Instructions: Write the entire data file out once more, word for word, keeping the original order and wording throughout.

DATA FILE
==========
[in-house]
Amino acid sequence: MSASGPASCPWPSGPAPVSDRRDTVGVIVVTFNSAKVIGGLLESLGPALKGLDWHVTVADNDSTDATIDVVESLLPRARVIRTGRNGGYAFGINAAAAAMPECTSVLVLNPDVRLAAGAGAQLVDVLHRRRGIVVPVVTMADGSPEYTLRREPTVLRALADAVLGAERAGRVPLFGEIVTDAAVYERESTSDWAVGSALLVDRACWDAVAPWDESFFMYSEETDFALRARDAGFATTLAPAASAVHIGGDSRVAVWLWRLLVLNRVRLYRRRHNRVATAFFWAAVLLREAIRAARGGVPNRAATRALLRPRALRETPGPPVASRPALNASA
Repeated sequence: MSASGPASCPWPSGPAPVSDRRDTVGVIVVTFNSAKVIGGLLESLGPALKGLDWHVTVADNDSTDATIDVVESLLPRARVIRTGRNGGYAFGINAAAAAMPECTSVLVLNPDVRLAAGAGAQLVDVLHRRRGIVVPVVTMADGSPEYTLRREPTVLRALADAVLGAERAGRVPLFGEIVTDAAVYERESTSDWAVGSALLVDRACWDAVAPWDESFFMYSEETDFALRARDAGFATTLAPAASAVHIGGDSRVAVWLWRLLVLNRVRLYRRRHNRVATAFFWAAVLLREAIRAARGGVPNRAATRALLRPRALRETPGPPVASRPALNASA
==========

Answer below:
[in-house]
Amino acid sequence: MSASGPASCPWPSGPAPVSDRRDTVGVIVVTFNSAKVIGGLLESLGPALKGLDWHVTVADNDSTDATIDVVESLLPRARVIRTGRNGGYAFGINAAAAAMPECTSVLVLNPDVRLAAGAGAQLVDVLHRRRGIVVPVVTMADGSPEYTLRREPTVLRALADAVLGAERAGRVPLFGEIVTDAAVYERESTSDWAVGSALLVDRACWDAVAPWDESFFMYSEETDFALRARDAGFATTLAPAASAVHIGGDSRVAVWLWRLLVLNRVRLYRRRHNRVATAFFWAAVLLREAIRAARGGVPNRAATRALLRPRALRETPGPPVASRPALNASA
Repeated sequence: MSASGPASCPWPSGPAPVSDRRDTVGVIVVTFNSAKVIGGLLESLGPALKGLDWHVTVADNDSTDATIDVVESLLPRARVIRTGRNGGYAFGINAAAAAMPECTSVLVLNPDVRLAAGAGAQLVDVLHRRRGIVVPVVTMADGSPEYTLRREPTVLRALADAVLGAERAGRVPLFGEIVTDAAVYERESTSDWAVGSALLVDRACWDAVAPWDESFFMYSEETDFALRARDAGFATTLAPAASAVHIGGDSRVAVWLWRLLVLNRVRLYRRRHNRVATAFFWAAVLLREAIRAARGGVPNRAATRALLRPRALRETPGPPVASRPALNASA